William Hinesley, III, v. Wendy Knight, 7th Circuit Court of Appeals No. 15-2122, 2016 WL 4758437, 9/13/16
Hinesley’s trial lawyer didn’t object to the state’s presentation of the inculpatory out-of-court statements of the two principal witnesses against him because he wanted all of the witnesses’ statements admitted to show how they had changed their stories and weren’t credible. The Seventh Circuit holds the state courts reasonably concluded trial counsel wasn’t ineffective for adopting and employing this strategy.
Hinesley was charged with sexually assaulting V.V., his 13-year-old foster daughter. His son Billy was already engaged in a sexual relationship with V.V., and he said he saw V.V. pulling her pants back on after the assault. V.V. also told Billy what Hinesley had done. V.V. later recanted, but then recanted the recantation, and also made more equivocal and inconsistent statements. Billy later said he couldn’t remember if he’d seen V.V. pulling on her pants. There was no physical evidence to corroborate V.V.’s allegations, so defense counsel’s strategy at Hinesley’s bench trial was to elicit all of the various pre-trial, out-of-court statements that both V.V. and Billy had made so as to establish the changing nature of their accounts and to suggest that they were not credible as to the alleged assault by Hinesley. Defense counsel thus posed no objection when, during the state’s case, the prosecution asked both Downing, the investigating police officer, and Billy to recount certain out-of-court statements that both V.V. and Billy had made. (Slip op. at 2-13).
Hinesley’s direct appeal alleged trial counsel was ineffective for allowing the state to elicit the testimony without limitation, rather than just using the statements on cross-examination, because it allowed the state to present its strongest version of its case right from the start. The state courts rejected this claim, concluding trial counsel’s strategy was not unreasonable and, even if it was, did not prejudice the defense. (Slip op. at 13-17).
The Seventh Circuit holds the state courts’ decisions were not unreasonable under AEDPA’s “doubly deferential” approach to IAC claims, Knowles v. Mirzayance, 556 U.S. 111, 123 (2009): Strickland v. Washington‘s inquiry is “highly deferential” to a lawyer’s plausible strategic choices, 466 U.S. 688, 689 (1984), and the habeas court’s review under is “highly deferential” to the state courts that resolved Hinesley’s ineffectiveness claim in the first instance, Burt v. Titlow, 134 S.Ct. 10, 15 (2013). Because the prior inconsistent statements of V.V. and Billy were admissible and would have been elicited at some point, whether by the state or the defense, given the defense strategy, when and how the statements were elicited would not have mattered much, if at all, to the fact-finder. (Slip op. at 21-24). For the same reason, having the statements elicited first by the state wasn’t prejudicial. (Slip op. at 24-25).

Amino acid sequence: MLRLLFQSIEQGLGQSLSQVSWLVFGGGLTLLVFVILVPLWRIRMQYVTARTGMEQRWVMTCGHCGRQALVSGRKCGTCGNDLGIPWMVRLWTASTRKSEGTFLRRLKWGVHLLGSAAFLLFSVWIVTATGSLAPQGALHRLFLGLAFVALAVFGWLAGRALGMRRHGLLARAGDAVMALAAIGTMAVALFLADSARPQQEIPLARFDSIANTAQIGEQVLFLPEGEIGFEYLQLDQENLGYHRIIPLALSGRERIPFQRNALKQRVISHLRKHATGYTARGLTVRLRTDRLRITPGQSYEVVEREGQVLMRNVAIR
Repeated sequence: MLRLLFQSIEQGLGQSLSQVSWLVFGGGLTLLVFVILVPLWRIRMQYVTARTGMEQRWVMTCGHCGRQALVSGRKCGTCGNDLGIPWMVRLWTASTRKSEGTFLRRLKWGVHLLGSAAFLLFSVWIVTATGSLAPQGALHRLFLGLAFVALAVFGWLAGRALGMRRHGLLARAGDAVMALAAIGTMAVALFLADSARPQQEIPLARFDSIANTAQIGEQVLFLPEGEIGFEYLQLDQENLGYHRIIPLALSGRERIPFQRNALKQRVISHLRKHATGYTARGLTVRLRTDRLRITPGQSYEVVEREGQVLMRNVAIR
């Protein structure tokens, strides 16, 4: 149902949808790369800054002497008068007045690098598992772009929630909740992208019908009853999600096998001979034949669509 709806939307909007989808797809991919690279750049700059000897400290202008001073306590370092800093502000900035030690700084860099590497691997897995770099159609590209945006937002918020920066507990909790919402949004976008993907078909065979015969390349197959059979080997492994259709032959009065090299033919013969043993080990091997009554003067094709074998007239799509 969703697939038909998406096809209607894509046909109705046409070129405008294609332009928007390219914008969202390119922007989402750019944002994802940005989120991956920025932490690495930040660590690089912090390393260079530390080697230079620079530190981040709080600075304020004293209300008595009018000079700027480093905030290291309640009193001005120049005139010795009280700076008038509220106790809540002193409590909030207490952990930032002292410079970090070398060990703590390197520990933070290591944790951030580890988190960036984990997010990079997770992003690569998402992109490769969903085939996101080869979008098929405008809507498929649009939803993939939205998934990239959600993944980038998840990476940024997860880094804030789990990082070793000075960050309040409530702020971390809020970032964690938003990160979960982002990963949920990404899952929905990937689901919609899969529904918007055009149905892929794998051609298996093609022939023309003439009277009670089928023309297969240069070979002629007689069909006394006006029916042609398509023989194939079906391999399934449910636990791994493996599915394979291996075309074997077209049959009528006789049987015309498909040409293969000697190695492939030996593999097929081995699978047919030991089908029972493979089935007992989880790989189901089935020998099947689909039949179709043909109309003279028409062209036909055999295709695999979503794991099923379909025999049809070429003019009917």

The conclusion that defense counsels wasn’t ineffective is much bolstered by the fact that, “[c]onsistent with his declared strategy, counsel did drive home each and every one of the inconsistencies among the statements that V.V. and Billy had made over time. [Defense counsel] advised the judge in his opening statement that she was ‘going to hear inconsistent statement after inconsis[tent] statement,’ … and he made good on that promise. His cross-examination of both witnesses was thorough, and in fact, both V.V. and Billy freely acknowledged the differences in the statements they had made over time.” (Slip op. at 23). This is especially so with regard to prejudice, as whatever advantage the state may have reaped by presenting the statements first “was short-lived, given defense counsel’s relentless cross-examination of both V.V. and Billy as to the significant retractions and inconsistencies in their accounts.” (Slip op. at 25).
Hinesley also alleged trial counsel was ineffective for failing to object to statements vouching for the credibility of V.V. (slip op. at 12-13), but this claim “fail[s] for want of prejudice. …. The two statements—one in court, one out of court—were isolated, were not belabored, were not cited by the State in its closing argument, and were highly unlikely to have influenced the judge’s assessment of guilt.” (Slip op. at 26).